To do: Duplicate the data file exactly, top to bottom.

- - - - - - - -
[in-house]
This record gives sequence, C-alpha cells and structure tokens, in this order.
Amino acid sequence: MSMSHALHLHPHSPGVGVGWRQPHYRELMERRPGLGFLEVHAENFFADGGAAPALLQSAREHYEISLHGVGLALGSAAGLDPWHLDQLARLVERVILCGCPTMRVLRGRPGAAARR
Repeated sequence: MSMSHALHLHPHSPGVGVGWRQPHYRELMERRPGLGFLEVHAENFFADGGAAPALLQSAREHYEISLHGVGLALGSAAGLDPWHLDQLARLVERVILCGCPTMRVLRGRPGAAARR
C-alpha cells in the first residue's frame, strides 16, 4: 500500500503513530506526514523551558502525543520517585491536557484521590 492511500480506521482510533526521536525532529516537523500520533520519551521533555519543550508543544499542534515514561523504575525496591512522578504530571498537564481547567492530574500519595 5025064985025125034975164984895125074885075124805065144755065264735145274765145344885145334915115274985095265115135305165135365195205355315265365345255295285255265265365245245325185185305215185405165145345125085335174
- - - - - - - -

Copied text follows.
[in-house]
This record gives sequence, C-alpha cells and structure tokens, in this order.
Amino acid sequence: MSMSHALHLHPHSPGVGVGWRQPHYRELMERRPGLGFLEVHAENFFADGGAAPALLQSAREHYEISLHGVGLALGSAAGLDPWHLDQLARLVERVILCGCPTMRVLRGRPGAAARR
Repeated sequence: MSMSHALHLHPHSPGVGVGWRQPHYRELMERRPGLGFLEVHAENFFADGGAAPALLQSAREHYEISLHGVGLALGSAAGLDPWHLDQLARLVERVILCGCPTMRVLRGRPGAAARR
C-alpha cells in the first residue's frame, strides 16, 4: 500500500503513530506526514523551558502525543520517585491536557484521590 492511500480506521482510533526521536525532529516537523500520533520519551521533555519543550508543544499542534515514561523504575525496591512522578504530571498537564481547567492530574500519595 5025064985025125034975164984895125074885075124805065144755065264735145274765145344885145334915115274985095265115135305165135365195205355315265365345255295285255265265365245245325185185305215185405165145345125085335174